13            prefix_sum_counter[current_sum] += 1  # Increment the count of this sum in the counter.
15        return total_subarrays  # Return the total number of subarrays.

Java Solution

1class Solution {
2    public int subarraysDivByK(int[] nums, int k) {
3        // Create a hashmap to store the frequencies of prefix sum remainders.
4        Map<Integer, Integer> countMap = new HashMap<>();
5        // Initialize with remainder 0 having frequency 1.
6        countMap.put(0, 1);
8        // 'answer' will keep the total count of subarrays divisible by k.
9        int answer = 0;
10        // 'sum' will store the cumulative sum.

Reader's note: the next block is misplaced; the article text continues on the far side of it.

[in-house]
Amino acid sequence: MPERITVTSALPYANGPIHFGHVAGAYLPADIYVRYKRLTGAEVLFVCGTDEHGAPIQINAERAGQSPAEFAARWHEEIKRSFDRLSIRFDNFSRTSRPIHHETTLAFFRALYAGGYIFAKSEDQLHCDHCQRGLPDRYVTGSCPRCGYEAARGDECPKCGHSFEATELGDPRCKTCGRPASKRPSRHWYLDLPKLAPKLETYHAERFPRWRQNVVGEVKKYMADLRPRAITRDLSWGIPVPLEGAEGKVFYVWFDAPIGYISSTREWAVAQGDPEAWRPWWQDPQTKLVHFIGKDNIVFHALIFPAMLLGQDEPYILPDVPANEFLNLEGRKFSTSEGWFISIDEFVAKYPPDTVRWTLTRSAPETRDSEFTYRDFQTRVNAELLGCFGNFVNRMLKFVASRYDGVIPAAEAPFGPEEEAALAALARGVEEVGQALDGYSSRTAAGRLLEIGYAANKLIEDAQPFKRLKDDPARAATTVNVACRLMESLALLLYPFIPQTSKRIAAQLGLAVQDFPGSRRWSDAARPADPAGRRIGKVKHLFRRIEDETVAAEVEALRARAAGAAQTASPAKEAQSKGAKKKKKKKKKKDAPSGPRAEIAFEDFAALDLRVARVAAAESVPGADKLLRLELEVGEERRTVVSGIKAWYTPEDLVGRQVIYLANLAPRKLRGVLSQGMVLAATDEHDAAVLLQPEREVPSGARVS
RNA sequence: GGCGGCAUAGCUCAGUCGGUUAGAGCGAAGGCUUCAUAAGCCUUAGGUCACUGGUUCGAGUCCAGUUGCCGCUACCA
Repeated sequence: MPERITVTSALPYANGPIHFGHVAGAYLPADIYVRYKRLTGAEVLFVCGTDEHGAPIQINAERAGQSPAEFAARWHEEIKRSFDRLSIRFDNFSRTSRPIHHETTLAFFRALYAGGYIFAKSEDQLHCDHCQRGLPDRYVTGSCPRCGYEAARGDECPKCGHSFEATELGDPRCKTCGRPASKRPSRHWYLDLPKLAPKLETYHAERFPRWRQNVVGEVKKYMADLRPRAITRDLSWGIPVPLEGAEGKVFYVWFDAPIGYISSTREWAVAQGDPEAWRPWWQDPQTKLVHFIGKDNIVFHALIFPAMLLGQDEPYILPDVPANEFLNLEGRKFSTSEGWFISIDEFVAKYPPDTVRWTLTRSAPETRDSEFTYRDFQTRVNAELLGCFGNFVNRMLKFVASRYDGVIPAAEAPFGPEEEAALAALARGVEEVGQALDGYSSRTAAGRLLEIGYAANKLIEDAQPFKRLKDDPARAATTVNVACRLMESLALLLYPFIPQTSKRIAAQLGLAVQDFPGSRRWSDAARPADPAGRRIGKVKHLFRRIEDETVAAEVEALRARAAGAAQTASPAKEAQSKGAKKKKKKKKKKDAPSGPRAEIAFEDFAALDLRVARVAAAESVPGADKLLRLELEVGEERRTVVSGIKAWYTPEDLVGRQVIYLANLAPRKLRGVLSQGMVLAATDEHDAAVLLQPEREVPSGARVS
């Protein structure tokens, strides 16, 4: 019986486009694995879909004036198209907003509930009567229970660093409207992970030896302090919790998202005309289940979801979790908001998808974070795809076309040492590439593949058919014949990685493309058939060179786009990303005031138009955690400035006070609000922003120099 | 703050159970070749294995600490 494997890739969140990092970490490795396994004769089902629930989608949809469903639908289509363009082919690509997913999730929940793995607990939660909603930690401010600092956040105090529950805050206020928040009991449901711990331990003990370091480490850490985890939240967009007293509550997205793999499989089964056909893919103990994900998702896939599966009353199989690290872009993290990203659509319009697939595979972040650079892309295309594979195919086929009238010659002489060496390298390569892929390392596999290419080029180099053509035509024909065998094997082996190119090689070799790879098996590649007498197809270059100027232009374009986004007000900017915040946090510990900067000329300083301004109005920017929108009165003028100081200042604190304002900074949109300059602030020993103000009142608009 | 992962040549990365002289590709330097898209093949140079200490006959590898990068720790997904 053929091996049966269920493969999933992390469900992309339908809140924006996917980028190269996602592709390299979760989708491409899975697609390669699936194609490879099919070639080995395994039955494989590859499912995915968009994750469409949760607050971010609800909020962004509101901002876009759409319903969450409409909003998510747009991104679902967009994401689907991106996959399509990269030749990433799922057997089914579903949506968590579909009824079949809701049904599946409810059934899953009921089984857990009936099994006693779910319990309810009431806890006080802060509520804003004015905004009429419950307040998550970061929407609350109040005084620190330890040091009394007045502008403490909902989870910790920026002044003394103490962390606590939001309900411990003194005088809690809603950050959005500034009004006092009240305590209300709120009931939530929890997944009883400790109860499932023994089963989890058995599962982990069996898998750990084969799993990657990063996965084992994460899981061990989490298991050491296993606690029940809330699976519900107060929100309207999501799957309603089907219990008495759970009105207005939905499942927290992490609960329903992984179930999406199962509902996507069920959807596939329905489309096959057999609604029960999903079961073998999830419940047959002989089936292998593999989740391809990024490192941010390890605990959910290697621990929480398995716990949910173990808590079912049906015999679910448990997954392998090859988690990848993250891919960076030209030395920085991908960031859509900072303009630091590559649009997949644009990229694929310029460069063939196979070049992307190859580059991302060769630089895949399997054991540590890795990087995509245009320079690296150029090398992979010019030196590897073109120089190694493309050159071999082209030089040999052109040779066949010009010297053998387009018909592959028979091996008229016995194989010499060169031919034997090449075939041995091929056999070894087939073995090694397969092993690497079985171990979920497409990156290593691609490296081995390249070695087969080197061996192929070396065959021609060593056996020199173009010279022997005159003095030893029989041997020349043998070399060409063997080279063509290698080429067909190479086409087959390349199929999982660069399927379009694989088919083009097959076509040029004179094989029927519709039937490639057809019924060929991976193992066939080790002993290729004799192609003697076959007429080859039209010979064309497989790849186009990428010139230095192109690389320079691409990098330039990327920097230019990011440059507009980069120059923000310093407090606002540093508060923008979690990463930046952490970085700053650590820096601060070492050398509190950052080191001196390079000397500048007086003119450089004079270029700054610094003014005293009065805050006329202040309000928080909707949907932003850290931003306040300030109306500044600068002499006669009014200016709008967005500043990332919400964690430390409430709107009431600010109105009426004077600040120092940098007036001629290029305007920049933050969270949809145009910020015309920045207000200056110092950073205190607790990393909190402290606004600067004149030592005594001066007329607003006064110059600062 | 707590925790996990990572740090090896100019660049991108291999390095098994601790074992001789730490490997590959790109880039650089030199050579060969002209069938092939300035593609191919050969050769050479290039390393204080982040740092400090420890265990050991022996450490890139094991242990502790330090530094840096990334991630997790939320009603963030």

11        int sum = 0;
13        // Loop through all numbers in the array.
14        for (int num : nums) {
15            // Update the cumulative sum and adjust it to always be positive and within the range of [0, k-1]
16            sum = ((sum + num) % k + k) % k;
17            // If this remainder has been seen before, add the number of times it has been seen to the answer.
18            answer += countMap.getOrDefault(sum, 0);
19            // Increase the frequency of this remainder by 1.
20            countMap.merge(sum, 1, Integer::sum);
21        }
23        // Return the total count of subarrays that are divisible by 'k'.
24        return answer;
25    }

C++ Solution

1#include <vector>
2#include <unordered_map>
3using namespace std;
5class Solution {
7    int subarraysDivByK(vector<int>& nums, int k) {
8        // Create a hash map to store the frequency of each prefix sum mod k.
9        unordered_map<int, int> prefixSumCount {{0, 1}};